My skin reddened and body badly parched,
I take the bus to where I hope there is a fountain.
It is somewhere deep below the southern skies,
well past the keeper of the fall.
They say I will know it when I see it,
but my hope is all but lost after the fourth stop.
From then on, it is me and the driver,
one of us always watching the other.
I, hoping he has a map and compass,
and he, hoping I drift off to sleep.

Families of broken
bones dance around cold fires
where they live.

To the sound
of tattered jukebox hits from
days gone by.

When they see
an open grave, it only
means inevitable war.

But if they
can reach out beyond here,
the sun forgives.

- Thinking outside the box while sleeping in it

- Walking between rooms so fast the carpet peeled

- Never noticing the smell

- Lamp light and old speakers

- Opening hatches

- Cleaning the floors without soap

- Pushups

- Visiting the zoo and bringing home the principals

- Exercising privilege

- More coffee than water

- Using profanity for sentimental value

- Strong hearts and stronger personalities

- Never cheating self

Each day, as my calendar fills, it also widens. Today, next week became annual. And tomorrow, this year will span decades. Color-coded and sprawling, I meticulously plot my life in half-hour increments. Each appointment and event perfectly contiguous to another and another and another. I scrutinize my minutes, and analyze the white space. So why am I always late? This widening timeline always out of reach, always one step ahead of its creator. I am forever everywhere in time. But I will never be anywhere on time.

Melt it down to an algorithm wound tightly around the antithesis of evolution, proudly displayed atop the unified theory of panic.

Its fingers seek help and its eyes fall silent.

for seven years his legs pumped, pushing him block to block in a mile-long loop
he knew which streets were for picking up speed and which were for casual coasting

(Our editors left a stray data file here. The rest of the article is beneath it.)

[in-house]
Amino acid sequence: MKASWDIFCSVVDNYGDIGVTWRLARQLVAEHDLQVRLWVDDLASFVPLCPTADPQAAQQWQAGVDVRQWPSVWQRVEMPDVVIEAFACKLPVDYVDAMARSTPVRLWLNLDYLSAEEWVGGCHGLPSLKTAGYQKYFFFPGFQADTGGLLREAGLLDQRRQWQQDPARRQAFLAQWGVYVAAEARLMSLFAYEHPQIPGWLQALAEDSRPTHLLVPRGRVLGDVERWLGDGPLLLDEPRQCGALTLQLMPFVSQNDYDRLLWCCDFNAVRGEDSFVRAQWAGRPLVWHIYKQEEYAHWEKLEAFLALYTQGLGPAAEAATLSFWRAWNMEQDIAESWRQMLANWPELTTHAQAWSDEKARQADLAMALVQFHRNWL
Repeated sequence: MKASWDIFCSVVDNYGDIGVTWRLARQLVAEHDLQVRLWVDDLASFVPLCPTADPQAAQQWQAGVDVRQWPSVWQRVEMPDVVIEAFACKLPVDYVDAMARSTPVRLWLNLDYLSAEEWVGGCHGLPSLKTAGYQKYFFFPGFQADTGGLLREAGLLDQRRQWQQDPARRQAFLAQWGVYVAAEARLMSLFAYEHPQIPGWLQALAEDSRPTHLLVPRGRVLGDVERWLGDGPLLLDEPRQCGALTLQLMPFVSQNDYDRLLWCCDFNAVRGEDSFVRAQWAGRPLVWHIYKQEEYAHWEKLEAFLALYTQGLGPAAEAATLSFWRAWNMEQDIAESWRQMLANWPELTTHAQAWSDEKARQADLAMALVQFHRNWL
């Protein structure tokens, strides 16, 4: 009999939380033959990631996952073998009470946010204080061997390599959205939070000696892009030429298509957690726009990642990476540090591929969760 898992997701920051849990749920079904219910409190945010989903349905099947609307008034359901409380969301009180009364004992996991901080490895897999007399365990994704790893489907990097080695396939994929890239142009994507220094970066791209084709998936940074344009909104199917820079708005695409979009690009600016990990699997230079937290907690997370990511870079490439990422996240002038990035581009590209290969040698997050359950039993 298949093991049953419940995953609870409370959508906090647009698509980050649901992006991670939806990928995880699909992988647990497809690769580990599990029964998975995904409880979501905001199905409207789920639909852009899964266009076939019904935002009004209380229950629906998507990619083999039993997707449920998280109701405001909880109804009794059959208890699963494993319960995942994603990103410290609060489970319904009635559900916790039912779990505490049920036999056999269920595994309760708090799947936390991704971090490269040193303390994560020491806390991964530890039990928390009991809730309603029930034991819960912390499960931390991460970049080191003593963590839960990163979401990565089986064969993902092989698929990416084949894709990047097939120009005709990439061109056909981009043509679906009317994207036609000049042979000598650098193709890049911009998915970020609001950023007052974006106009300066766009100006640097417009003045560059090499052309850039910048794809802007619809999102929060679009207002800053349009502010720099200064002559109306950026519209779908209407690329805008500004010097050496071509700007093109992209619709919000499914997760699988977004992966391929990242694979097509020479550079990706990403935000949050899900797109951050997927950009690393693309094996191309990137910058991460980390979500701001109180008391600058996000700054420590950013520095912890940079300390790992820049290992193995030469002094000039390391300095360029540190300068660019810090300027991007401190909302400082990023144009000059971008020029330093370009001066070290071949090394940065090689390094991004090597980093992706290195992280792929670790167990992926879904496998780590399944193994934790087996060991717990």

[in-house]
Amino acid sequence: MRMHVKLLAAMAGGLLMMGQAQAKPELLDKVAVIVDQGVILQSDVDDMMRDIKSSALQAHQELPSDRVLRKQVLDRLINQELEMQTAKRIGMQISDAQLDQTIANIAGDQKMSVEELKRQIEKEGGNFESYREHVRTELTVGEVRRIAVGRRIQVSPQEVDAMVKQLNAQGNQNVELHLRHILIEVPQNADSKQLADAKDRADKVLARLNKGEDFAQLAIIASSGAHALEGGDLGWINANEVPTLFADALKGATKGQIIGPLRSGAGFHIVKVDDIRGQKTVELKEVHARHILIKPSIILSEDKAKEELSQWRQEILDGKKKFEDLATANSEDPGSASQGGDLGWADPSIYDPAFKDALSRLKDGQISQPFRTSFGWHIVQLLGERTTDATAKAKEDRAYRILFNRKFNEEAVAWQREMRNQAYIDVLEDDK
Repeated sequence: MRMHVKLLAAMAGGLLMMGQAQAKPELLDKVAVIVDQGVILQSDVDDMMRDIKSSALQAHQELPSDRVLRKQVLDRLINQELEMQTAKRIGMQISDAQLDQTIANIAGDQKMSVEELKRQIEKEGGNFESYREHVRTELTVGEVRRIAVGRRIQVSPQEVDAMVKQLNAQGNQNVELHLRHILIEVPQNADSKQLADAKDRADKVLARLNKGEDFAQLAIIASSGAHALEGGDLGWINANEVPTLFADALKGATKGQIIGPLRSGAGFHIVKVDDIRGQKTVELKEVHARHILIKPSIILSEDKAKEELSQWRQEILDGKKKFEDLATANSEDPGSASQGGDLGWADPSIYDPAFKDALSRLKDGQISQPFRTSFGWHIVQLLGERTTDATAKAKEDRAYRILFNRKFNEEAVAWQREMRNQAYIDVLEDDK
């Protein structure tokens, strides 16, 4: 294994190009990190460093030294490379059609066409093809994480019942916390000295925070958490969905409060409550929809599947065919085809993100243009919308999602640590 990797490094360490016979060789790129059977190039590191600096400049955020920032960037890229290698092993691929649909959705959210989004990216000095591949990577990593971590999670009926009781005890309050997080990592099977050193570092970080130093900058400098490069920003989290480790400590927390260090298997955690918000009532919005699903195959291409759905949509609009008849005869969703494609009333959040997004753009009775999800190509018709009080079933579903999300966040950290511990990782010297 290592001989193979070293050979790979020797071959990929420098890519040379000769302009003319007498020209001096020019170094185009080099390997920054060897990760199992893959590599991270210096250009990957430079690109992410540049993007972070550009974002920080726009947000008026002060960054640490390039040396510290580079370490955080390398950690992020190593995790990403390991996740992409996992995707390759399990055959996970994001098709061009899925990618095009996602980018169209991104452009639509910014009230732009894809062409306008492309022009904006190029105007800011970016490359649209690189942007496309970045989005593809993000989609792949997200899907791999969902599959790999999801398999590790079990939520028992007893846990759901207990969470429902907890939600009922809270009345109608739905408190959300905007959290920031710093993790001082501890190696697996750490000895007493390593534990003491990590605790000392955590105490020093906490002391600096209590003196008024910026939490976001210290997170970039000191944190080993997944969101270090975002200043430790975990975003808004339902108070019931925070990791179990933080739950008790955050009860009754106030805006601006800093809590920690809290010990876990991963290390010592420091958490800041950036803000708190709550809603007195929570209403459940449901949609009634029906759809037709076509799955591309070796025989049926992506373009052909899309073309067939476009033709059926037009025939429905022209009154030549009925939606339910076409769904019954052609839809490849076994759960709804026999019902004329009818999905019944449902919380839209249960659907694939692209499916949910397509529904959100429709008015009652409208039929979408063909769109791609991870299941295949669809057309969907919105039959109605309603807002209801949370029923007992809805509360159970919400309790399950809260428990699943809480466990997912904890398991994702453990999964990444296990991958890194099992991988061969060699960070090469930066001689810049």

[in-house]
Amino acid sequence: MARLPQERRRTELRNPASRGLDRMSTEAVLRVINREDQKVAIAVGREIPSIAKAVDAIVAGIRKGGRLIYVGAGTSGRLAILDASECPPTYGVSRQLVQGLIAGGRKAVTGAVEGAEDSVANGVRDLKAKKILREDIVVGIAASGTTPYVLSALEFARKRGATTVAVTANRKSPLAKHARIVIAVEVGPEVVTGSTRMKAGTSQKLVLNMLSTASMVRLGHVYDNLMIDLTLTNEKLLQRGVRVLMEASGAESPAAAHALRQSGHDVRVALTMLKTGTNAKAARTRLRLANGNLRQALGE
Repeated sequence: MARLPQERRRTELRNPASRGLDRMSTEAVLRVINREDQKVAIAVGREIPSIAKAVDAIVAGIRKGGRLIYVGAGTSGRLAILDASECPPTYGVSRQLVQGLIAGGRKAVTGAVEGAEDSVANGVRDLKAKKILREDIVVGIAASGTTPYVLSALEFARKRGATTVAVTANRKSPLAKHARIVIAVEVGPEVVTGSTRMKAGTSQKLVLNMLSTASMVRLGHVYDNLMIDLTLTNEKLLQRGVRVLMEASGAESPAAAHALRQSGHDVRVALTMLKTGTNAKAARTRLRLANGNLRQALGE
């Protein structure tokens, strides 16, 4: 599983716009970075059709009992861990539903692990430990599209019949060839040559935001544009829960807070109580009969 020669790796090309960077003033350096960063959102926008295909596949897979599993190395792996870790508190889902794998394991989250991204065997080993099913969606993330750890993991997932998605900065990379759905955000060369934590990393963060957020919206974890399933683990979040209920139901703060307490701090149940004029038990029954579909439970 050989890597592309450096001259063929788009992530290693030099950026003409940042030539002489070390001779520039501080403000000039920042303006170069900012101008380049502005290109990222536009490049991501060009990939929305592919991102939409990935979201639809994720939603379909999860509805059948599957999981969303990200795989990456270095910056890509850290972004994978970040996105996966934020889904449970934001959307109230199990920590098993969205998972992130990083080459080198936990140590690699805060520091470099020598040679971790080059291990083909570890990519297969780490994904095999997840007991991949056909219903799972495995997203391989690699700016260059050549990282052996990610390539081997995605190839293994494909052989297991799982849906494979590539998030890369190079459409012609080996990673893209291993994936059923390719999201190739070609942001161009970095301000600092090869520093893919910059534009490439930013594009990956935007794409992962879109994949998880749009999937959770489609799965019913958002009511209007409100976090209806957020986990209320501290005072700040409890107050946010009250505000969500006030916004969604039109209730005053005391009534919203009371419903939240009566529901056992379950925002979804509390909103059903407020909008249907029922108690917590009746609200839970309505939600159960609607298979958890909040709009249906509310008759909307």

without glancing down, he could steer himself to the where the uneven sidewalk met briefly enough for his narrow tires
for hours on end, through suppertime and curfew, skidding around corners or tearing through parks
he didn’t stop until dew formed on lawns and the streetlights flickered out
and sometimes he left town, heading north as far as the interstate, only turned around because there was nowhere else to go
except south, to where the blacktop split on the state border and everything looked a little more foreign
night after night and through every weekend, he wore his tires so bald they frayed
and the handlebar grips were no more than shreds
for him, it was never because there was nothing else to do
it was never about escape
it was always about belonging
it was about having a place to call his own


Somewhere in a deep drink of absinthe, buildings are taller and the sun only sets halfway. Gardens need not be tended, yet they will flourish so not a single toad goes hungry. The roads are filled with bicycles, tricycles, and hopscotch games drawn for blocks. When the bars close, the wind sings ballads and couples slow-dance all the way onto their front porch. The air always smells of roasted coffee, rivers fill with stickleback, and no one ever gets ill.

A chocolate croissant
or a brioche bun.

A God of immense determination.

A sun-kissed shoulder
and two hours of frisbees.

A cold shower.

A missing tv show.

A tight squeeze
during a long nap.

What’s over there?
Tell me, how are
all of these bees
confiding in
her? Why doesn’t my
sepia-toned heart
speak to lowly bees
the same way? When, in
the story of my
life, will my chest
house those bees?

Put them in
the castle that my
ancestors built. Mouth
to them the instructions for flying.

Then let them out.

And when they begin flying,
let her out.

And when she begins flying,
let me out.